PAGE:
Letters

US missile defense aimed at N. Korea, Iran - not Russia

Regarding Scott Ritter's Jan. 4 Opinion piece, "Rude Awakening to Missile Defense Dream": Mr. Ritter's primary reason for opposing continuing development of a "national" missile defense is that such defense wouldn't be effective against Russian intercontinental ballistic missiles (ICBMs) like the SS-27 Topol-M.

It has been widely publicized that the long-range missile defense system now being prepared for initial operation is not designed to threaten either the Russian or Chinese strategic deterrent forces.

The small number of long-range interceptors to be deployed by the US are designed to protect our nation from an ICBM of the type now being developed by North Korea and Iran - missiles that could also proliferate to other nations in the future which, when equipped with a nuclear warhead or other weapon of mass destruction, could threaten the lives of perhaps millions of Americans.

Also, the US missile defense program is much more than the deployment of long-range interceptors: the bulk of our development and testing efforts involve systems to intercept and destroy shorter range ballistic missiles that threaten our deployed forces overseas as well as our friends and allies.
Rick Lehner
Washington
Communications Director

US Missile Defense Agency

Scott Ritter has a totally valid point that the current hardware approach to anti-ICBMs is off track. However, my education about diplomacy leads me to believe that verbal diplomacy is also a dead-end approach.

As my international law professor pointed out, he who holds the weapon has the upper hand in international diplomacy. Only perceived equals can/will negotiate.
Paul Michaelis
Watchung, N.J.

Church integrity crucial even in dire straits

Regarding the Dec. 29 article "Commerce in church: faith-based enterprise or unholy invasion?" As a minister, I understand the need to have financial help within the church. The churches have taken a step toward that goal, but having business within the halls of the church is just blatantly wrong - as the biblical book of Matthew states in chapter 21, verses 12 and 13.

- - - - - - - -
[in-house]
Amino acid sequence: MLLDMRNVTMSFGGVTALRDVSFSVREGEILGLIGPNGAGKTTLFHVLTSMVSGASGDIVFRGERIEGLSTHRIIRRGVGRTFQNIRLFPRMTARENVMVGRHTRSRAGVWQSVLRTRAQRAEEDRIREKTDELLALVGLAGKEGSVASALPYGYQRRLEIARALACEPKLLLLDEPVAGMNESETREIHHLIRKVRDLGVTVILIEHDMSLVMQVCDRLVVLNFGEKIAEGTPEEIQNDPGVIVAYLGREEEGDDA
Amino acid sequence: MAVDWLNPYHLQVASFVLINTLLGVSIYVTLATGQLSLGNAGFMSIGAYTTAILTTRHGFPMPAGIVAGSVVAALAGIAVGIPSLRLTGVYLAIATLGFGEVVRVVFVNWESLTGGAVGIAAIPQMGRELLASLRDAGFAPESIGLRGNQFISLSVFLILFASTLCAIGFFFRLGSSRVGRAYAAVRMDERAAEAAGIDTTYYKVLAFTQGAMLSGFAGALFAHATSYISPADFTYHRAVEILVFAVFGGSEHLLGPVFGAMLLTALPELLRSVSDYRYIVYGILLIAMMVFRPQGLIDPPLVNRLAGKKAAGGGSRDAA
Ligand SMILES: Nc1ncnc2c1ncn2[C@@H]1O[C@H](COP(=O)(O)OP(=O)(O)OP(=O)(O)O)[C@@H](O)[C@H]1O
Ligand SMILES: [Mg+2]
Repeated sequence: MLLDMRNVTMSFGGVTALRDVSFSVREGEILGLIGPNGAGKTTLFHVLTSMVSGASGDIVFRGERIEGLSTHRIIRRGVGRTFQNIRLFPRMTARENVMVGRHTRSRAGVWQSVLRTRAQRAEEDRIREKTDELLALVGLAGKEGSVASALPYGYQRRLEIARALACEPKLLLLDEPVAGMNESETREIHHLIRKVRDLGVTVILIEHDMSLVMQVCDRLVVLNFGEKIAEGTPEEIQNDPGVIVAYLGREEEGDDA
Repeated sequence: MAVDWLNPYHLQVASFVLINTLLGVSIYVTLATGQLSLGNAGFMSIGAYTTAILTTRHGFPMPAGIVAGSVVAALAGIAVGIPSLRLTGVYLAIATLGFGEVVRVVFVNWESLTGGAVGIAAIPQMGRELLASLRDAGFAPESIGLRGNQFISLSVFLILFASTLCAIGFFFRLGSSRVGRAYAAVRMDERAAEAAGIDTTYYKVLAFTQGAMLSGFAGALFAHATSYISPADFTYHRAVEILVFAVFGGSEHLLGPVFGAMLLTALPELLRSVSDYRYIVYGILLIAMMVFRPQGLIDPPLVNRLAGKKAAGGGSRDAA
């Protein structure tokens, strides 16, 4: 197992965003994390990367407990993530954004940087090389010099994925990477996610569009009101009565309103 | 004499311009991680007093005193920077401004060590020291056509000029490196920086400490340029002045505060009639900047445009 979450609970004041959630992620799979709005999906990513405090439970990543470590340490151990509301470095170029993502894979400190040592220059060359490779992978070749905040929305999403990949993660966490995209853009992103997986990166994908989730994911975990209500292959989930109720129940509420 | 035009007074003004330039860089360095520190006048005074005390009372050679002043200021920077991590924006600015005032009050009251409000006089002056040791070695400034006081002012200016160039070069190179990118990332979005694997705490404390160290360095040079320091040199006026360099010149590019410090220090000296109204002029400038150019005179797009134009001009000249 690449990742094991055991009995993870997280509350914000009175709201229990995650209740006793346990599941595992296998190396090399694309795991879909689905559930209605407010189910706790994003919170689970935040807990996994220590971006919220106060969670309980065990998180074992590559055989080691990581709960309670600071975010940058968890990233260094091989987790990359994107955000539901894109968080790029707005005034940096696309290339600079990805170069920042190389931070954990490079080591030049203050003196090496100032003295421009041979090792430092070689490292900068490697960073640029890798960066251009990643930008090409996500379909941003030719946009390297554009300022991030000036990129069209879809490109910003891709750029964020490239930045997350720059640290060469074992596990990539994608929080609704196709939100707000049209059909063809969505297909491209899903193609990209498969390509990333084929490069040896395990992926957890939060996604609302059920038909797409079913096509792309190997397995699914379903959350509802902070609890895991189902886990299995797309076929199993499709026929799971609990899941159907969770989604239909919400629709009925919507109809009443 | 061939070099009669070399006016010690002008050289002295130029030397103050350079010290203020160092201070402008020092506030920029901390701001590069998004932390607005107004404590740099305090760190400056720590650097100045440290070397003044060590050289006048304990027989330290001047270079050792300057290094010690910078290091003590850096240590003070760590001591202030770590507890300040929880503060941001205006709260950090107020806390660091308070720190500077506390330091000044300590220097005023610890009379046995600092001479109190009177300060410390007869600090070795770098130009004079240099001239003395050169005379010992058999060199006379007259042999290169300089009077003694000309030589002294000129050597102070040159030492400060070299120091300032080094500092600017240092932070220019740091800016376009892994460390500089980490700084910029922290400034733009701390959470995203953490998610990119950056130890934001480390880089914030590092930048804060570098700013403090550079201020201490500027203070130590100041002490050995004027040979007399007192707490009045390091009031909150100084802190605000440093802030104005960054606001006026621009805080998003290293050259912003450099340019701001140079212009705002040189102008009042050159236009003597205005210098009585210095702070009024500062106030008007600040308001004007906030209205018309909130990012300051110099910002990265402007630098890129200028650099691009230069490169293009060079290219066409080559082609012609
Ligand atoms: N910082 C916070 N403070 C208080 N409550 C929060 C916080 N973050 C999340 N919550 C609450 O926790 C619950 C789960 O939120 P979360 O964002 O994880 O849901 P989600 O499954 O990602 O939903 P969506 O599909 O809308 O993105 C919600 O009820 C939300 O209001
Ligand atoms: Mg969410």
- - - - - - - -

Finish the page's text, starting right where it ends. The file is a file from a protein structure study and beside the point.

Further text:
The spirituality within the community and country is growing, but we must be careful as to how it grows. How is the congregation supposed to find spirituality and trust in the church when they have thrown the Scripture away for their own means? What are you teaching the children? Follow the Scripture as long as it doesn't get in the way of the almighty dollar?

Are we now throwing away the scripture that doesn't appeal to us? Wrong is wrong, and the church is not exempt from this. Do not give the people a reason to turn their backs on what is right. If the church cannot do what is right, why should you expect your congregation to do so?
Mary Miller
Kingsville, Ontario

Parents, stop passing the buck

Regarding the Dec. 31 article "A battle over sale of violent video games": When did the responsibility of raising kids venture outside of the family? We look to the government and the media to set guidelines and restrictions for our kids and ourselves.

I am completely disgusted with this nation of "pass the buck." I've seen time and time again that when a parent gets tired of dealing with their child, they plop them in front of the TV. Parents, it's time to take responsibility for your kids. If you can have a child, you have the responsibility to raise them. If something goes wrong with the child, you cannot pass the blame.
Jason Loeffler
Cocoa Beach, Fla.

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